Prostate Cancer

There are many studies that do not support an association between body mass and incident prostate cancer (18,34-36,173), although four large recent studies found a small but statistically significant increased risk of prostate cancer among obese men (131,132,174) or a significant trend toward increasing risk with increasing BMI (96). In addition, there is accumulating evidence that obesity is associated with an increase in risk of advanced prostate cancer or death from prostate cancer (175-181). Recent studies consistently indicate that obese men with prostate cancer are more likely to have aggressive disease that recurs after radical prostatectomy than nonobese men (182-184).

As with breast cancer, "nonbiological" issues of screening, detection, and treatment are important to the evaluation of the impact of adiposity on prostate cancer prognosis. It can be harder to perform a digital rectal examination in obese men because of their general adiposity in combination with larger prostate size (181). Additionally, despite larger prostate sizes, obese men may have lower serum levels of prostate-specific antigen (PSA) (185-187), potentially biasing them toward later stage at diagnosis even in the presence of PSA screening. Surgery is more difficult to perform in obese men, with a greater risk of positive surgical margins (181). Still, mortality from prostate cancer was found to be increased in obese men in a prospective cohort study conducted from 1950 to 1972 (177), long before PSA screening, and at a time when surgery was rarely done, suggesting that the adverse impact of adiposity on prognosis is rooted in biological characteristics of the tumor.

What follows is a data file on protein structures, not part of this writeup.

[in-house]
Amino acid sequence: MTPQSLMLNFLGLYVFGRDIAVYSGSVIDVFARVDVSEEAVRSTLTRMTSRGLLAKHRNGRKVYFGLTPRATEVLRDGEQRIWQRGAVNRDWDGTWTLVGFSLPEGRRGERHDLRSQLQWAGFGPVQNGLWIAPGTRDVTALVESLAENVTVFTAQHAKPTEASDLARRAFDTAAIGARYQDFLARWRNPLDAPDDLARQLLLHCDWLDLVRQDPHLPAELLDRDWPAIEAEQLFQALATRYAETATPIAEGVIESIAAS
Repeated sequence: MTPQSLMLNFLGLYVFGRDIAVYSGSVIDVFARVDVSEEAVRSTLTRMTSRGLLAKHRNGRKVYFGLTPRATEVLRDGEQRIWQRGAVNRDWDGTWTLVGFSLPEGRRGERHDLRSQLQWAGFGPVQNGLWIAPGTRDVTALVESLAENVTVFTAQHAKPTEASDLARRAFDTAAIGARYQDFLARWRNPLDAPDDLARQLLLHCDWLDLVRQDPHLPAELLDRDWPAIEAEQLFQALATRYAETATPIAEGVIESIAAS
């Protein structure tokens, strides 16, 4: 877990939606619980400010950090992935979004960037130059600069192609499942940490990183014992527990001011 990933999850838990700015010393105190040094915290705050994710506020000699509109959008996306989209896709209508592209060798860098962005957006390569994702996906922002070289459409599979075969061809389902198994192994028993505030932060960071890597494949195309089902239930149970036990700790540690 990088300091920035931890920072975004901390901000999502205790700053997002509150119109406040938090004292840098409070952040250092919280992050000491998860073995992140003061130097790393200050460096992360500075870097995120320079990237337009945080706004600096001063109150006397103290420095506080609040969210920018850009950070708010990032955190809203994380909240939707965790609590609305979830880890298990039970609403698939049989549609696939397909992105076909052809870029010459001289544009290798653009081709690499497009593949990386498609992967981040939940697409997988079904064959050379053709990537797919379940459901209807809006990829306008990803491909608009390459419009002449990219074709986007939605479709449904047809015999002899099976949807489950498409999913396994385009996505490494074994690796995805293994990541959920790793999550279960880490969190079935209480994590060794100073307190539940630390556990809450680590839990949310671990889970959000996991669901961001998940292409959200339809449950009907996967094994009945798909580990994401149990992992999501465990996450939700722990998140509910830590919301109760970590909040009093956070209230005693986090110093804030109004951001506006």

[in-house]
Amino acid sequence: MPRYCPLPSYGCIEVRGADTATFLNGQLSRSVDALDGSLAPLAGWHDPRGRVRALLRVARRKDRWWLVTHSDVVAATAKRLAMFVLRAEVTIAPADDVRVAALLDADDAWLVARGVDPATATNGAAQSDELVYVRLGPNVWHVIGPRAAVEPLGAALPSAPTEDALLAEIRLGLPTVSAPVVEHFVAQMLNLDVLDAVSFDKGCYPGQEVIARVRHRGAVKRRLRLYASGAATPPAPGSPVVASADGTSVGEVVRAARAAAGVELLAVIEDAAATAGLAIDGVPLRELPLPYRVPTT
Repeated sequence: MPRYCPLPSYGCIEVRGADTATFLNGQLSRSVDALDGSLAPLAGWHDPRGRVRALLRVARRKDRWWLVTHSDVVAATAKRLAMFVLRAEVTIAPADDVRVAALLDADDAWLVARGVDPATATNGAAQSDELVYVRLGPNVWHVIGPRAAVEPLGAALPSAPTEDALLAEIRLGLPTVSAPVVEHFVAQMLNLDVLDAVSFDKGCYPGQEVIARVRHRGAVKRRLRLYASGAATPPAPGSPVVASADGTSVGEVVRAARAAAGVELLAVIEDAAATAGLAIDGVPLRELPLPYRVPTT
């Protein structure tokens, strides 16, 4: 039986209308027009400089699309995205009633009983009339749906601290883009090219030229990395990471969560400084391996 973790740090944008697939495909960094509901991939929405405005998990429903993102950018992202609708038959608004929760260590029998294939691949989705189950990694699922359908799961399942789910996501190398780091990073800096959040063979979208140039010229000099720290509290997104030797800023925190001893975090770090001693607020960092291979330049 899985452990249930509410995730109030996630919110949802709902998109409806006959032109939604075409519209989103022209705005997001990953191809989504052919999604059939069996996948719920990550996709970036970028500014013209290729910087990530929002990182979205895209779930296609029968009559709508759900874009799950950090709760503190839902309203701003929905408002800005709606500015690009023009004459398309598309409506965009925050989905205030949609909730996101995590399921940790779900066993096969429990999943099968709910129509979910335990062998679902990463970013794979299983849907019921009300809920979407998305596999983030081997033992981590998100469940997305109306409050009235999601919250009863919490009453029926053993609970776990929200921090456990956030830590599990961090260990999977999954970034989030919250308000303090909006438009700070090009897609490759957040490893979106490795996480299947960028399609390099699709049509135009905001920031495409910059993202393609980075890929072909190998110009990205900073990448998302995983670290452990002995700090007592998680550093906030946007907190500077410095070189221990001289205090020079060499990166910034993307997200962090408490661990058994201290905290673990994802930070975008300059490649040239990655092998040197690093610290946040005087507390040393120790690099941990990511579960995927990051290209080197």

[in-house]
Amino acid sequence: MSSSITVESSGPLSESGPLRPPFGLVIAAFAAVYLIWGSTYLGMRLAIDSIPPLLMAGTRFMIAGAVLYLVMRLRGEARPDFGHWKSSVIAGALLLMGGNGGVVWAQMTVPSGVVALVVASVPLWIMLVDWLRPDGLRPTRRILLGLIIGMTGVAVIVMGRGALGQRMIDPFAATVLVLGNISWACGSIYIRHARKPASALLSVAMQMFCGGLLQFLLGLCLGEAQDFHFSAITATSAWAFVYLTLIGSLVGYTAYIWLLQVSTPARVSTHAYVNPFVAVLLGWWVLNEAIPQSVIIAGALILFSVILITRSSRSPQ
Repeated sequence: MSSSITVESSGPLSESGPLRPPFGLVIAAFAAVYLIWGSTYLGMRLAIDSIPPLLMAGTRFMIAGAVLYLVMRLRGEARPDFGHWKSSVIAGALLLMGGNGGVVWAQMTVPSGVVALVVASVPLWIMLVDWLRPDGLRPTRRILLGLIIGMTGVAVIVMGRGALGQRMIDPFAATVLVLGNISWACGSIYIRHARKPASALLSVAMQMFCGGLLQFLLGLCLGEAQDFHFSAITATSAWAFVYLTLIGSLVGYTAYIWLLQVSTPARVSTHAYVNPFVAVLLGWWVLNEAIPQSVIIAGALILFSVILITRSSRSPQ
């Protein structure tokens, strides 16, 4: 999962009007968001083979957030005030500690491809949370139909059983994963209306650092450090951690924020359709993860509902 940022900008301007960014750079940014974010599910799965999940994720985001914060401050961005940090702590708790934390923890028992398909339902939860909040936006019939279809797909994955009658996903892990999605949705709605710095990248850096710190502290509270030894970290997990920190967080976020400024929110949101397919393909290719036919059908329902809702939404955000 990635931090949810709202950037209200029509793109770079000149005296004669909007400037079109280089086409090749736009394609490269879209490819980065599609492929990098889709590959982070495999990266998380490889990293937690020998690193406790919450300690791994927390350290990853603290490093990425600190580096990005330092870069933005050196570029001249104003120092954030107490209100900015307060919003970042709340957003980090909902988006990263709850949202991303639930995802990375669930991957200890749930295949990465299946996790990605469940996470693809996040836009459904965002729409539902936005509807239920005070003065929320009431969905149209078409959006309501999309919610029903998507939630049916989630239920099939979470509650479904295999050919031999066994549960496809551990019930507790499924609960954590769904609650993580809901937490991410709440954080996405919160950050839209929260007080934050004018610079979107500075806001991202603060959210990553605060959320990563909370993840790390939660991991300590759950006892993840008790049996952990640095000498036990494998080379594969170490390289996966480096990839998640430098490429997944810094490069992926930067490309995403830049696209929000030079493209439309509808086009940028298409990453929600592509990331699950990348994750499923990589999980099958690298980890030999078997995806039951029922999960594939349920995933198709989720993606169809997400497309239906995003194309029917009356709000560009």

Several studies suggest that insulin, which is strongly correlated with obesity, acts to promote prostate cancer development and growth (188-191). Increased levels of circulating leptin, also correlated with adiposity, have been found in two studies to be associated with larger, more advanced, higher-grade tumors (192,193), although a third study did not confirm this finding (194). Decreased adiponectin levels have also been linked to high-grade, advanced prostate cancer (195).

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